Psalm 14 – “From Out of Zion”

by Timothy Shorey

 “You will find this same psalm over in Psalm 53, with hardly any alteration. Why is this? Did the Holy Spirit take such special notice of the sayings and deeds of a fool, that one expression of them was not enough? Or are the babblings and madness of a fool so important that we need them told to us once and again, and then a third time in Romans 3?

Surely it cannot be because we can be fools, can it? Or can we?

… We can instruct teachers, and are able to defend doctrines. Surely we could never be among those who say there is no God. Beloved Christians, be not wise in your own conceits: if you will seriously examine Romans 3, you will find that Paul uses this very psalm to conclude that all of Adam’s race at some point denies that God is. In their hearts they deny him; as if there is no God, with no respect for him at all in what they say or do. And so, in God’s esteem, they (we) have actually been, strictly speaking, truly atheists. This psalm is about us. And apparently God thought we needed to have the truth repeated time and again.”  (C.H. Spurgeon, updated and paraphrased by TMS)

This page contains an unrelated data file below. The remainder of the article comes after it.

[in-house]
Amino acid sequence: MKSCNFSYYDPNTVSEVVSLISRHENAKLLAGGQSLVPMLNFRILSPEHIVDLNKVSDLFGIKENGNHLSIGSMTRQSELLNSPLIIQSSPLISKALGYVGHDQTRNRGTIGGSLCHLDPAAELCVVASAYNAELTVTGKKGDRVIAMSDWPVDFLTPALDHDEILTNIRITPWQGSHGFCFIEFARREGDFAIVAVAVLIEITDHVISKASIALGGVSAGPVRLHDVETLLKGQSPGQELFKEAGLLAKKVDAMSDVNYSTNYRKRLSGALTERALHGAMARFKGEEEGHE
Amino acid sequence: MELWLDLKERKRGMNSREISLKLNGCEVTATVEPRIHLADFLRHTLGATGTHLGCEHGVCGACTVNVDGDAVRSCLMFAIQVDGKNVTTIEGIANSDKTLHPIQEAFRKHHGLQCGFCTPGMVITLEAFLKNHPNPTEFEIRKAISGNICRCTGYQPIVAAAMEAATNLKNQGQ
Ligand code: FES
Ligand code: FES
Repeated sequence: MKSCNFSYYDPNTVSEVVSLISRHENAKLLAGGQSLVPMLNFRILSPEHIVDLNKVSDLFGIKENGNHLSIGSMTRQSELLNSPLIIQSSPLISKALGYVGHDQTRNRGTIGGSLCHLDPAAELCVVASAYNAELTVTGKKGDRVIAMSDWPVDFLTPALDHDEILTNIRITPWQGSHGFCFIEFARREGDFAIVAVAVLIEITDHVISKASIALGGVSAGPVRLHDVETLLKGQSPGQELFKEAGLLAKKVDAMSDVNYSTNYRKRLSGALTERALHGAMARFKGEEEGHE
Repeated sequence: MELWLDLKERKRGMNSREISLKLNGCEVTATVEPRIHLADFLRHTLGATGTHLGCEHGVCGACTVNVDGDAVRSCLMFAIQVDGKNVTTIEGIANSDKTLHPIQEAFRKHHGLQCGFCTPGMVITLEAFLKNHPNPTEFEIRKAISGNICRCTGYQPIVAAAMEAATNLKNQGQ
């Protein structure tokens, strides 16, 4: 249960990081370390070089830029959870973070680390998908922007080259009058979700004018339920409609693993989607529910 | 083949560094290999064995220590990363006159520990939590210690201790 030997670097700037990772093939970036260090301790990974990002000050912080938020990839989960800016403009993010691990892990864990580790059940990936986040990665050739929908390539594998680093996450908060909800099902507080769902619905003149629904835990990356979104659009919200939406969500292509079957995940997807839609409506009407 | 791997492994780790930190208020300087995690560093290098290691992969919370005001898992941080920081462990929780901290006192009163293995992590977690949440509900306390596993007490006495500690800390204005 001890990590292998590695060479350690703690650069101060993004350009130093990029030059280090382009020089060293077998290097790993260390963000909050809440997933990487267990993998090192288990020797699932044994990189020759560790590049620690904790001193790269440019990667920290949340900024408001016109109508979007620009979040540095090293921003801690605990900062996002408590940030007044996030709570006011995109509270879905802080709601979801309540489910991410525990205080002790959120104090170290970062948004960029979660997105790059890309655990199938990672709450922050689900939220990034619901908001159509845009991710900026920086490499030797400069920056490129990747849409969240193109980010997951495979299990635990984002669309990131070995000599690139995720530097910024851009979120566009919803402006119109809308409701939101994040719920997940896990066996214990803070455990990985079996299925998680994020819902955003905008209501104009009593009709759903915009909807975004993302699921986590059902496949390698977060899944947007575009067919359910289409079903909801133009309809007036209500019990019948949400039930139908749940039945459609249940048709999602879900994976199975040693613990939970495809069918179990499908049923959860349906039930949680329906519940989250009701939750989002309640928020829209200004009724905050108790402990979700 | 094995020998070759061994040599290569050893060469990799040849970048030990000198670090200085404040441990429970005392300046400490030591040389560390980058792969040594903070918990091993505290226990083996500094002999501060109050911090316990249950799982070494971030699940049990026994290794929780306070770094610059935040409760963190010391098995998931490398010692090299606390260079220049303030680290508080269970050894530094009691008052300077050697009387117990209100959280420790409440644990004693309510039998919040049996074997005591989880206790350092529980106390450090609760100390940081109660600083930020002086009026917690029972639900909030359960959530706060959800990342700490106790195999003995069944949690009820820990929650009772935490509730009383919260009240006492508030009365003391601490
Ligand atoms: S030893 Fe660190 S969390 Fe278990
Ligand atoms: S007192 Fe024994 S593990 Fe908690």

Cardiphonia*: The Bible is pretty blunt when assessing the human condition. Such is the case here in Psalm 14:1-4, where we find words that an apostle will later quote to describe all of humanity in every age (Romans 3:10-18). In fact, Paul utilizes this text to show us how we all are guilty before God and without excuse (Romans 3:19, 20); which leads him to a proclamation of God’s justifying (forgiving) grace through the redemption and atonement of Christ (Romans 3:21-26). So, the salvation for which the old psalmist longed in Psalm 14:7 did in fact come out of Zion/Jerusalem (in the person of Jesus the Messiah); only perhaps not how David would have expected. Salvation came, not by God destroying all the no-good wicked sinners in the world, but by redeeming his people through the blood of his Son, justifying them freely by his grace through faith alone, and making them forever glad!

I have taken the unusual step in The Shorey Psalter of adding stanzas 5 and six to express the New Testament (Romans 3:23-26) answer to the terrible sinfulness of man expressed early in this psalm.

* A word coined by and borrowed from John Newton (meaning “sounds of the heart”).  The Cardiphonia comments in the Shorey Psalter are my personal reflections on the Psalm.





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